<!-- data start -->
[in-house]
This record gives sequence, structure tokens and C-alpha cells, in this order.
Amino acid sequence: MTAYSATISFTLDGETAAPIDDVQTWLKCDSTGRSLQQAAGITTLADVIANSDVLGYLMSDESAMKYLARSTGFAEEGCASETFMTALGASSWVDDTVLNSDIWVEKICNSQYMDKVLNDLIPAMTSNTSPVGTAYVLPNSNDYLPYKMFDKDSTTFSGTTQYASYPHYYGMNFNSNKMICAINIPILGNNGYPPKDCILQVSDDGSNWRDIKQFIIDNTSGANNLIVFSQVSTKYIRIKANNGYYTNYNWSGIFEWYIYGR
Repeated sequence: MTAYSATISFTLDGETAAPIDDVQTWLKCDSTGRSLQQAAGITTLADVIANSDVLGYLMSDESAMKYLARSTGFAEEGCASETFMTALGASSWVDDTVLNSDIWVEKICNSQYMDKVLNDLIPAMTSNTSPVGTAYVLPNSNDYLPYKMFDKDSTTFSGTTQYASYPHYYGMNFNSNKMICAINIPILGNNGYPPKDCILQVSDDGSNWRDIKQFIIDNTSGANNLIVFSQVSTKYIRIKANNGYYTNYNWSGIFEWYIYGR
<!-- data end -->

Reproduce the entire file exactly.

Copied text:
[in-house]
This record gives sequence, structure tokens and C-alpha cells, in this order.
Amino acid sequence: MTAYSATISFTLDGETAAPIDDVQTWLKCDSTGRSLQQAAGITTLADVIANSDVLGYLMSDESAMKYLARSTGFAEEGCASETFMTALGASSWVDDTVLNSDIWVEKICNSQYMDKVLNDLIPAMTSNTSPVGTAYVLPNSNDYLPYKMFDKDSTTFSGTTQYASYPHYYGMNFNSNKMICAINIPILGNNGYPPKDCILQVSDDGSNWRDIKQFIIDNTSGANNLIVFSQVSTKYIRIKANNGYYTNYNWSGIFEWYIYGR
Repeated sequence: MTAYSATISFTLDGETAAPIDDVQTWLKCDSTGRSLQQAAGITTLADVIANSDVLGYLMSDESAMKYLARSTGFAEEGCASETFMTALGASSWVDDTVLNSDIWVEKICNSQYMDKVLNDLIPAMTSNTSPVGTAYVLPNSNDYLPYKMFDKDSTTFSGTTQYASYPHYYGMNFNSNKMICAINIPILGNNGYPPKDCILQVSDDGSNWRDIKQFIIDNTSGANNLIVFSQVSTKYIRIKANNGYYTNYNWSGIFEWYIYGR